Results 1  10
of
39
Operations for Learning with Graphical Models
 Journal of Artificial Intelligence Research
, 1994
"... This paper is a multidisciplinary review of empirical, statistical learning from a graphical model perspective. Wellknown examples of graphical models include Bayesian networks, directed graphs representing a Markov chain, and undirected networks representing a Markov field. These graphical models ..."
Abstract

Cited by 249 (12 self)
 Add to MetaCart
This paper is a multidisciplinary review of empirical, statistical learning from a graphical model perspective. Wellknown examples of graphical models include Bayesian networks, directed graphs representing a Markov chain, and undirected networks representing a Markov field. These graphical models are extended to model data analysis and empirical learning using the notation of plates. Graphical operations for simplifying and manipulating a problem are provided including decomposition, differentiation, and the manipulation of probability models from the exponential family. Two standard algorithm schemas for learning are reviewed in a graphical framework: Gibbs sampling and the expectation maximization algorithm. Using these operations and schemas, some popular algorithms can be synthesized from their graphical specification. This includes versions of linear regression, techniques for feedforward networks, and learning Gaussian and discrete Bayesian networks from data. The paper conclu...
A Guide to the Literature on Learning Probabilistic Networks From Data
, 1996
"... This literature review discusses different methods under the general rubric of learning Bayesian networks from data, and includes some overlapping work on more general probabilistic networks. Connections are drawn between the statistical, neural network, and uncertainty communities, and between the ..."
Abstract

Cited by 172 (0 self)
 Add to MetaCart
This literature review discusses different methods under the general rubric of learning Bayesian networks from data, and includes some overlapping work on more general probabilistic networks. Connections are drawn between the statistical, neural network, and uncertainty communities, and between the different methodological communities, such as Bayesian, description length, and classical statistics. Basic concepts for learning and Bayesian networks are introduced and methods are then reviewed. Methods are discussed for learning parameters of a probabilistic network, for learning the structure, and for learning hidden variables. The presentation avoids formal definitions and theorems, as these are plentiful in the literature, and instead illustrates key concepts with simplified examples. Keywords Bayesian networks, graphical models, hidden variables, learning, learning structure, probabilistic networks, knowledge discovery. I. Introduction Probabilistic networks or probabilistic gra...
A Hierarchical Unsupervised Growing Neural Network for Clustering Gene Expression Patterns
, 2001
"... Motivation: We describe a new approach to the analysis of gene expression data coming from DNA array experiments, using an unsupervised neural network. DNA array technologies allow monitoring thousands of genes rapidly and efficiently. One of the interests of these studies is the search for correlat ..."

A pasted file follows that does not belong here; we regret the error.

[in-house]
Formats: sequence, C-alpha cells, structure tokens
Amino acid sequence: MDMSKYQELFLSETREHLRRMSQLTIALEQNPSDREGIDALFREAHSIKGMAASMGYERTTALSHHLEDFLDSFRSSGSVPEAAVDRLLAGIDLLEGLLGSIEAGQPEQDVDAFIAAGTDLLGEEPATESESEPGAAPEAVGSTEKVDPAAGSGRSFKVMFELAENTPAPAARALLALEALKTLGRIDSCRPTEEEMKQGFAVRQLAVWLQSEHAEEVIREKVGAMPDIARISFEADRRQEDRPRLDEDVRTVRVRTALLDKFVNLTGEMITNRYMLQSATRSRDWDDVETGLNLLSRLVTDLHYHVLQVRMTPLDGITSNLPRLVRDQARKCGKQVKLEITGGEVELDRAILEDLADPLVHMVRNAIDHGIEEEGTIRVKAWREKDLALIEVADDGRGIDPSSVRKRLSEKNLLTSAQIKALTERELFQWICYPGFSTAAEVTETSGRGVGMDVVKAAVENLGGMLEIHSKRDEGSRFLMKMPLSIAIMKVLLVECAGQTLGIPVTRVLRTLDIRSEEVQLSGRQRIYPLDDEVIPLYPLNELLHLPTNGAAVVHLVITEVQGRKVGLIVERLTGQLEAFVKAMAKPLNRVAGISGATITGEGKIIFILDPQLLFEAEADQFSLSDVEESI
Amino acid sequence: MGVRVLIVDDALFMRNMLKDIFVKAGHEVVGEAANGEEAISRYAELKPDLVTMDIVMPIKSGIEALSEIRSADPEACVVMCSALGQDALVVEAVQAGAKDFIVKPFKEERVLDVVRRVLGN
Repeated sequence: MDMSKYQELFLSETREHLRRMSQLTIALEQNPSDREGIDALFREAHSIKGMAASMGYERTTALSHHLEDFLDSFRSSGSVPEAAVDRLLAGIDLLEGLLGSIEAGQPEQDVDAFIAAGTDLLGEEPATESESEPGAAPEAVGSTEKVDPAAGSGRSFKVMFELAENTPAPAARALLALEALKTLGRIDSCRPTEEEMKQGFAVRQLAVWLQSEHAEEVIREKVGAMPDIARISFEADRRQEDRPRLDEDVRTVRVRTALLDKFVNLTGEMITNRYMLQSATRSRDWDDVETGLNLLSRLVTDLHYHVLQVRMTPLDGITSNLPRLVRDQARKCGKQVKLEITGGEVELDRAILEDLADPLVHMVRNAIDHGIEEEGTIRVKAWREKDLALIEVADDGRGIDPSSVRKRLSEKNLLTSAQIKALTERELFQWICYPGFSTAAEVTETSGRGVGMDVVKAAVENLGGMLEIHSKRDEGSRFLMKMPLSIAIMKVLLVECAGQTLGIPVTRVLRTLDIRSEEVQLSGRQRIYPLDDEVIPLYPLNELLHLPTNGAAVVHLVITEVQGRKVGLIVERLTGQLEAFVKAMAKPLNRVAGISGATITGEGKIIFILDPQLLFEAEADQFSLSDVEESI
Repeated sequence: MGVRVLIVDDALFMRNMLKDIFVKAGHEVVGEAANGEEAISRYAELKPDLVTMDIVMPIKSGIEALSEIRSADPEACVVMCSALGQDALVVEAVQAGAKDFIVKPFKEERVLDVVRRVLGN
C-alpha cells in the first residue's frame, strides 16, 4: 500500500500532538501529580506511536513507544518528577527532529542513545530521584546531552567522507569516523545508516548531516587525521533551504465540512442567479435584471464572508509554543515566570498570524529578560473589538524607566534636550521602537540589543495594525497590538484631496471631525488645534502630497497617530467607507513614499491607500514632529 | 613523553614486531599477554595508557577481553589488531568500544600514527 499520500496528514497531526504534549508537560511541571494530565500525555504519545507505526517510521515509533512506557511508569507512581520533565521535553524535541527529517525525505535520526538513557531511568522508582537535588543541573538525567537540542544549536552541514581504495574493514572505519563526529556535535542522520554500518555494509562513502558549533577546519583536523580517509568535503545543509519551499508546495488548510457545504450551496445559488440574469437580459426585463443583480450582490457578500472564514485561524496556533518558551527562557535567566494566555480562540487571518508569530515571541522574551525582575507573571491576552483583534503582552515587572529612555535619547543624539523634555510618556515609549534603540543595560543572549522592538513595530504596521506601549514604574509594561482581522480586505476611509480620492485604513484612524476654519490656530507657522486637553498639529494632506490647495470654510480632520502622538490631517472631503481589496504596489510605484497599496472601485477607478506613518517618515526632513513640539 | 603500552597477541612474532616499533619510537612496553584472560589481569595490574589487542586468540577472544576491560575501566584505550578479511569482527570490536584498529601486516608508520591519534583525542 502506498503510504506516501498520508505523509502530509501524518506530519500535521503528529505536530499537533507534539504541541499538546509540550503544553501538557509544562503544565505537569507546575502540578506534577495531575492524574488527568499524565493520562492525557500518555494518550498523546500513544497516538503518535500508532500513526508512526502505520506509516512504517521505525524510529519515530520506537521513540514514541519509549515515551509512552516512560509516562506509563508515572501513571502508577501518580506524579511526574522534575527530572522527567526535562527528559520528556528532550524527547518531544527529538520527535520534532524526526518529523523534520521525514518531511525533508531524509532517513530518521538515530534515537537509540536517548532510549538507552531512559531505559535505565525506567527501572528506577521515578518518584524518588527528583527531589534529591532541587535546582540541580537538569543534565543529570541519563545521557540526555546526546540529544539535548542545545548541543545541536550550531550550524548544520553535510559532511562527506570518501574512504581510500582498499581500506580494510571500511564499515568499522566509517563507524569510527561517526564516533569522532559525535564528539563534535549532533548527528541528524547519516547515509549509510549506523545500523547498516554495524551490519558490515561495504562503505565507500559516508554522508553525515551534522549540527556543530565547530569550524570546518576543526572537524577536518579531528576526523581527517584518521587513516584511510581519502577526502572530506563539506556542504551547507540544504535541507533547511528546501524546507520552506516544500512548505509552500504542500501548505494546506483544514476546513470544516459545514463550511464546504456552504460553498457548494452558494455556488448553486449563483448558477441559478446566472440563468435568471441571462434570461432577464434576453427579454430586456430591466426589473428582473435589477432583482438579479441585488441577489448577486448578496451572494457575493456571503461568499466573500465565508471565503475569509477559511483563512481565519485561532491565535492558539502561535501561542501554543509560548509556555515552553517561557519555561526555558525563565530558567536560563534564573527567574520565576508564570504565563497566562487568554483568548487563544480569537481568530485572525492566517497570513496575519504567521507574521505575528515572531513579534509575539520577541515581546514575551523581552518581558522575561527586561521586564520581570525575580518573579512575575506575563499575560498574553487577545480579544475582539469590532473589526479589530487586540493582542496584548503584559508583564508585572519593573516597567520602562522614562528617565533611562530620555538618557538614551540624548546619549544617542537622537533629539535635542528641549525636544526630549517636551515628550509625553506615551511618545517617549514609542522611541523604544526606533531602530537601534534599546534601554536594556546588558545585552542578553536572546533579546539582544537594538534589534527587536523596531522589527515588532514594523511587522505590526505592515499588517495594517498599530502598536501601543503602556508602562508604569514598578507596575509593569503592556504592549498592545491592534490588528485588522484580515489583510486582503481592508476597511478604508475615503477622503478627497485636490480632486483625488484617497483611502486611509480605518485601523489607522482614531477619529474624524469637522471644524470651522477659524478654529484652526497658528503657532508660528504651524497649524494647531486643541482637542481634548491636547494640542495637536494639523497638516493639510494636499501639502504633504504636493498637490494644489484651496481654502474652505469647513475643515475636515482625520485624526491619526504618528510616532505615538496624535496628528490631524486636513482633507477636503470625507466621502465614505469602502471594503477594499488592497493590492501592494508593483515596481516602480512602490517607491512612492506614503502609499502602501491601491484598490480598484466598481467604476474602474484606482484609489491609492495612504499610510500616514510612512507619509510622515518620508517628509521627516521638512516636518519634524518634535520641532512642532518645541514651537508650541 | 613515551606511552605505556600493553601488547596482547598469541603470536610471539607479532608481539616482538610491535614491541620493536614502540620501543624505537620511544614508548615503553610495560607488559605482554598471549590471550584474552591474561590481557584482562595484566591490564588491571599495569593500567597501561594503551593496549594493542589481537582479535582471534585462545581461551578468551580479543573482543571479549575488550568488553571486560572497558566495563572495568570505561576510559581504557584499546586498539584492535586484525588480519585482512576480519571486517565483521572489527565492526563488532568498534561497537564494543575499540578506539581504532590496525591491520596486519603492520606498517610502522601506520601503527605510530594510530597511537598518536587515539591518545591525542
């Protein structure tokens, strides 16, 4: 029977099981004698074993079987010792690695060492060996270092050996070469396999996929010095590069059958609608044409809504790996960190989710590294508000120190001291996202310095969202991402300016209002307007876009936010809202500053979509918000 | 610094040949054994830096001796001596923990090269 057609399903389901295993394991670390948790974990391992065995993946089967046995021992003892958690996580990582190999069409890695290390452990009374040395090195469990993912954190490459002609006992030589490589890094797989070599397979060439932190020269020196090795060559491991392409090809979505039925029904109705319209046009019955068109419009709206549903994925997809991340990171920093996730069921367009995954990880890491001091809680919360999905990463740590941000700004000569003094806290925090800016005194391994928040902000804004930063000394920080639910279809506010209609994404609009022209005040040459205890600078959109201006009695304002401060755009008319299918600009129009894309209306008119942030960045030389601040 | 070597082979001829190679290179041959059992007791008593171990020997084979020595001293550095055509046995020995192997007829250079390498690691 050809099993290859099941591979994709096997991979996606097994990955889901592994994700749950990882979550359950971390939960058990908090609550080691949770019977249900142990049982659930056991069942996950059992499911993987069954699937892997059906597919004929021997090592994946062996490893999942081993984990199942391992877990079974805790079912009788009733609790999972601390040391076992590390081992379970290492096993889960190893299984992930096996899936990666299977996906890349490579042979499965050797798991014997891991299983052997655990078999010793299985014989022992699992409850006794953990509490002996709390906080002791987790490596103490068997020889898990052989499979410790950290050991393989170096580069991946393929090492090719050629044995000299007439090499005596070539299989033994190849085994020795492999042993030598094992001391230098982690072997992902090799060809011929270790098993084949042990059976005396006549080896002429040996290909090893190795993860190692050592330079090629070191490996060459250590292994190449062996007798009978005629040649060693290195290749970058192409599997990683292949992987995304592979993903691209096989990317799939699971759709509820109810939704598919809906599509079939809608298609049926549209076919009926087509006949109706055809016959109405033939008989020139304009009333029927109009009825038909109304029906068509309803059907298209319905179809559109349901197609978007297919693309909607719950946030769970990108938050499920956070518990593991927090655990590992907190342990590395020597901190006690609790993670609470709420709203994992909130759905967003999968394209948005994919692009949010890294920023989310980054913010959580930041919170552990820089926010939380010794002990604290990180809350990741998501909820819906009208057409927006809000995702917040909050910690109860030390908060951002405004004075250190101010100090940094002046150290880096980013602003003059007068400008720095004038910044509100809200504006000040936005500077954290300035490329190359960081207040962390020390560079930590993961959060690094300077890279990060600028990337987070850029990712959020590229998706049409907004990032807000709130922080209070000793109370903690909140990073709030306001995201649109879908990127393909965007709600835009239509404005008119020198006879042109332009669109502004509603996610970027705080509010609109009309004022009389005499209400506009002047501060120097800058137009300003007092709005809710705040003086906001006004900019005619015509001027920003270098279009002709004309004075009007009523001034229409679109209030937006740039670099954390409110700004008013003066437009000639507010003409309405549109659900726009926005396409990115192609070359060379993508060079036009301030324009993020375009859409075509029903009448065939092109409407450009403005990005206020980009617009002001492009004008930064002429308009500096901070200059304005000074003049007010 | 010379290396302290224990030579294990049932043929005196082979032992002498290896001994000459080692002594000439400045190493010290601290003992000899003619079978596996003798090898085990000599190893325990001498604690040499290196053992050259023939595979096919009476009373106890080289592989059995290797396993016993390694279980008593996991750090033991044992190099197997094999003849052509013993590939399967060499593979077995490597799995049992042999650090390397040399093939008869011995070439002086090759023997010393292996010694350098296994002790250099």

Abstract

Cited by 135 (13 self)
 Add to MetaCart
Motivation: We describe a new approach to the analysis of gene expression data coming from DNA array experiments, using an unsupervised neural network. DNA array technologies allow monitoring thousands of genes rapidly and efficiently. One of the interests of these studies is the search for correlated gene expression patterns, and this is usually achieved by clustering them. The SelfOrganising Tree Algorithm, (SOTA) (Dopazo,J. and Carazo,J.M. (1997) J. Mol. Evol., 44, 226233), is a neural network that grows adopting the topology of a binary tree. The result of the algorithm is a hierarchical cluster obtained with the accuracy and robustness of a neural network. Results: SOTA clustering confers several advantages over classical hierarchical clustering methods. SOTA is a divisive method: the clustering process is performed from top to bottom, i.e. the highest hierarchical levels are resolved before going to the details of the lowest levels. The growing can be stopped at the desired hierarchical level. Moreover, a criterion to stop the growing of the tree, based on the approximate distribution of probability obtained by randomisation of the original data set, is provided. By means of this criterion, a statistical support for the definition of clusters is proposed. In addition, obtaining average gene expression patterns is a builtin feature of the algorithm. Different neurons defining the different hierarchical levels represent the averages of the gene expression patterns contained in the clusters. Since SOTA runtimes are approximately linear with the number of items to be classified, it is especially suitable for dealing with huge amounts of data. The method proposed is very general and applies to any data providing that they can be coded as a series of numbers and t...
Wrappers For Performance Enhancement And Oblivious Decision Graphs
, 1995
"... In this doctoral dissertation, we study three basic problems in machine learning and two new hypothesis spaces with corresponding learning algorithms. The problems we investigate are: accuracy estimation, feature subset selection, and parameter tuning. The latter two problems are related and are stu ..."
Abstract

Cited by 107 (8 self)
 Add to MetaCart
In this doctoral dissertation, we study three basic problems in machine learning and two new hypothesis spaces with corresponding learning algorithms. The problems we investigate are: accuracy estimation, feature subset selection, and parameter tuning. The latter two problems are related and are studied under the wrapper approach. The hypothesis spaces we investigate are: decision tables with a default majority rule (DTMs) and oblivious readonce decision graphs (OODGs).